As a writer taking a rather unique path, I often receive a wide range of questions. So far, I’ve covered some broad topics which you can find here and I’ll continue to shed some light on further questions. With luck, you’ll gain some understanding and insight along the way.
If you have a question you’d like me to answer, feel free to comment or drop me an email.
How long does it take you to write a book?—What about your first published novel?
From beginning to plot the story idea to the first draft’s The End, Just Breathe took roughly two months. How is such a thing possible, you ask? My health was such that I was often (and still am) plagued with migraines, insomnia, and anxiety, so I was unable to work. Because of that, my mother was generous enough to look after my son during the workdays my husband couldn’t be there to help me. That left me with a solid four hours, spread out over the course of the day and night after my son went to bed to write.
To be honest, I was so focused on trying to put so much down in fear of losing my flow or falling away from my heroine’s true point of view, that I wouldn’t allow myself to do much of anything that wasn’t related to it in some way. So I wouldn’t recommend this single-minded focus to anyone that wants to finish their manuscript. Why? Burnout is a real thing and you will drive yourself into creative exhaustion.
And, I promise you, all that self-doubt is unfounded. The story is there whether you write furiously for several hours a day or only one.
That being said, for those of you with a day job, if you can devote yourself to one thousand words to your manuscript per day, you could finish writing a 50k word book (that’s the standard NANOWRIMO length) in under two months.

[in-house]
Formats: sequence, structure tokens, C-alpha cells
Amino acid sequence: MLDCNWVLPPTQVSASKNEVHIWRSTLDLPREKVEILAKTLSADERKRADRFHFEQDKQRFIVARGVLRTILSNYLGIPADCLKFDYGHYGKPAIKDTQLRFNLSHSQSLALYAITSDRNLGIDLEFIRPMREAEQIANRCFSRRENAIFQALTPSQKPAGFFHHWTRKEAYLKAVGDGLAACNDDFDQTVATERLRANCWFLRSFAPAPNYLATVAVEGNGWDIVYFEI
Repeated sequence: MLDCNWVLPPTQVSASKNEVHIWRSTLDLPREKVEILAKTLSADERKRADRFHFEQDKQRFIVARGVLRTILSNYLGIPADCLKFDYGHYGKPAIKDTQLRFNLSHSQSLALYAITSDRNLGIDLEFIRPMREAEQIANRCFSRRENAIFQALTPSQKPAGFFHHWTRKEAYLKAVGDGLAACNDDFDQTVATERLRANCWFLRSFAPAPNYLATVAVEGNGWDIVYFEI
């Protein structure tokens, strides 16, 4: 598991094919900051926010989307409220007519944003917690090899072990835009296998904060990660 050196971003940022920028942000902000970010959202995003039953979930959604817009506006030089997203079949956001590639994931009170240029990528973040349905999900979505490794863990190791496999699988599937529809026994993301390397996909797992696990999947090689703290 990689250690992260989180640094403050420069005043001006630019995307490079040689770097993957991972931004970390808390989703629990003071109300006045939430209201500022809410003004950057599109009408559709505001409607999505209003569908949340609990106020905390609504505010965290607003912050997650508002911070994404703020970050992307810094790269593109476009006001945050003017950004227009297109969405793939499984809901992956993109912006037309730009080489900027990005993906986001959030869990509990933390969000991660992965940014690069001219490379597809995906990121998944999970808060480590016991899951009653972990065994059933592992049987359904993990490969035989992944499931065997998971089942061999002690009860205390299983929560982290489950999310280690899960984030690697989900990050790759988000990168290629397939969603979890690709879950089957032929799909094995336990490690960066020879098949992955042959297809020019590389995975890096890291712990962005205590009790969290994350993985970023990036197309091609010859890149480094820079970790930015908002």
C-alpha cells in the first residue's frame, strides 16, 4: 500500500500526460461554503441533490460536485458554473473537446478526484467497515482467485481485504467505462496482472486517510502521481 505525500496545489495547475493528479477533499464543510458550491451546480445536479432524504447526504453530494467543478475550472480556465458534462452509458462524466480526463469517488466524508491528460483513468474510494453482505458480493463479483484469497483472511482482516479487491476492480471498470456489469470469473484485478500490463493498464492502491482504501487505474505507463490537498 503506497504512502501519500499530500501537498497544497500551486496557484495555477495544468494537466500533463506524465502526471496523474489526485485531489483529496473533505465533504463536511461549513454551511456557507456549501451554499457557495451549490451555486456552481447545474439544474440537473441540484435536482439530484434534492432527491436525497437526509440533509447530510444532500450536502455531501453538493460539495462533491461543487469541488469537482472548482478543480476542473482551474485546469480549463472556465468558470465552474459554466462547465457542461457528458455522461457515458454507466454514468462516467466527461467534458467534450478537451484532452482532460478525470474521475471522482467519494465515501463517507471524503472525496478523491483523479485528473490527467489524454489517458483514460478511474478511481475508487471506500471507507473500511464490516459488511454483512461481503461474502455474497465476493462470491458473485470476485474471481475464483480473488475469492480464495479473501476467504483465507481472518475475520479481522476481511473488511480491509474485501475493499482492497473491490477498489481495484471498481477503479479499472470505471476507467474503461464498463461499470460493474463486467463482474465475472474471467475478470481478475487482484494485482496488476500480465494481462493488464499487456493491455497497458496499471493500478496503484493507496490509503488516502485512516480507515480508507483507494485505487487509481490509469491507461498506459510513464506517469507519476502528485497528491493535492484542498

And I can tell you from all seven novels I’ve written, that when you plot first, you already know the story and what comes next. So it wouldn’t be difficult to transcribe the journey of your hero from spot A to B in one writing session and be ready for C to D the following day. By knowing the story first, I have dropped two or three thousand words in an hour without difficulty on many occasions.
As for my most recent manuscript, I took roughly five days to plot it out, and then wrote in the mornings (when I was well enough to write, of course) when my son began fifth grade in August. I took the evenings and weekends off to recharge and still managed to reach The End … for now before the beginning of October.
So the next time you dream up a book to write, don’t think about the daunting task of writing so many words. Develop what happens first, then write it in small sections.
For instance, using Just Breathe as reference, the first chapter was divided into three scenes. First, the heroine and her best friend were introduced in the library. The second was a brief trip down memory lane. And finally, the next scene picks up after they leave a restaurant and our heroine sees the hero for the first time. Each scene was roughly one thousand words, written separately.
Since I edited my books, this process took about twice as long as the actual writing. With each pass, I went from fixing big errors like plot holes, and continued passing through, addressing smaller issues each time, right down to the grammar, until I felt like everything was right.
Somewhere along this line, I worked on book cover creation, sharing on social media, and generally preparing for the book’s launch. Once all of that is finished, it’s basically just a matter of scheduling the date of its publication. If you’re publishing traditionally, this process may take far longer, but just remember: nothing is impossible.
Coming up, I’ll discuss the differences between uniqueness in a story and how I account for my ideal readers’ preferences.
Until next time,
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